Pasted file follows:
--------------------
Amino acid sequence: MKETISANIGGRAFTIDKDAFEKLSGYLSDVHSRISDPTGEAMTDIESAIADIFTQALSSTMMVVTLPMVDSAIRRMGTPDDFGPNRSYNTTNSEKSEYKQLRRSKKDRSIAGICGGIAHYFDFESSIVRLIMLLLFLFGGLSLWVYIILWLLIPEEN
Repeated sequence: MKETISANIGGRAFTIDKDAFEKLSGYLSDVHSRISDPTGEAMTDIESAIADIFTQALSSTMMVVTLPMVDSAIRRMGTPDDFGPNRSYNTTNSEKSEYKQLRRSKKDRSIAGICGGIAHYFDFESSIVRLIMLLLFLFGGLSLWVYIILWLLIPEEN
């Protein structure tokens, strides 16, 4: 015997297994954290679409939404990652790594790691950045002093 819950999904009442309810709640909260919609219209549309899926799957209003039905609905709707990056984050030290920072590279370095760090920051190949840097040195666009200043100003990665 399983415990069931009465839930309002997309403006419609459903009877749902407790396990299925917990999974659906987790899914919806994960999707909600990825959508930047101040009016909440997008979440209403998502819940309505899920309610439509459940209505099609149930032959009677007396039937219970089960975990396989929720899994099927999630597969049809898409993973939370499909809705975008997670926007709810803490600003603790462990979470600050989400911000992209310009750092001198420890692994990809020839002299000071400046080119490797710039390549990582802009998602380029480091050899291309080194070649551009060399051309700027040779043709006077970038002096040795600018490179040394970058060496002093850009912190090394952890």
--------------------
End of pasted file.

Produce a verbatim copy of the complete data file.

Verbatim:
Amino acid sequence: MKETISANIGGRAFTIDKDAFEKLSGYLSDVHSRISDPTGEAMTDIESAIADIFTQALSSTMMVVTLPMVDSAIRRMGTPDDFGPNRSYNTTNSEKSEYKQLRRSKKDRSIAGICGGIAHYFDFESSIVRLIMLLLFLFGGLSLWVYIILWLLIPEEN
Repeated sequence: MKETISANIGGRAFTIDKDAFEKLSGYLSDVHSRISDPTGEAMTDIESAIADIFTQALSSTMMVVTLPMVDSAIRRMGTPDDFGPNRSYNTTNSEKSEYKQLRRSKKDRSIAGICGGIAHYFDFESSIVRLIMLLLFLFGGLSLWVYIILWLLIPEEN
């Protein structure tokens, strides 16, 4: 015997297994954290679409939404990652790594790691950045002093 819950999904009442309810709640909260919609219209549309899926799957209003039905609905709707990056984050030290920072590279370095760090920051190949840097040195666009200043100003990665 399983415990069931009465839930309002997309403006419609459903009877749902407790396990299925917990999974659906987790899914919806994960999707909600990825959508930047101040009016909440997008979440209403998502819940309505899920309610439509459940209505099609149930032959009677007396039937219970089960975990396989929720899994099927999630597969049809898409993973939370499909809705975008997670926007709810803490600003603790462990979470600050989400911000992209310009750092001198420890692994990809020839002299000071400046080119490797710039390549990582802009998602380029480091050899291309080194070649551009060399051309700027040779043709006077970038002096040795600018490179040394970058060496002093850009912190090394952890």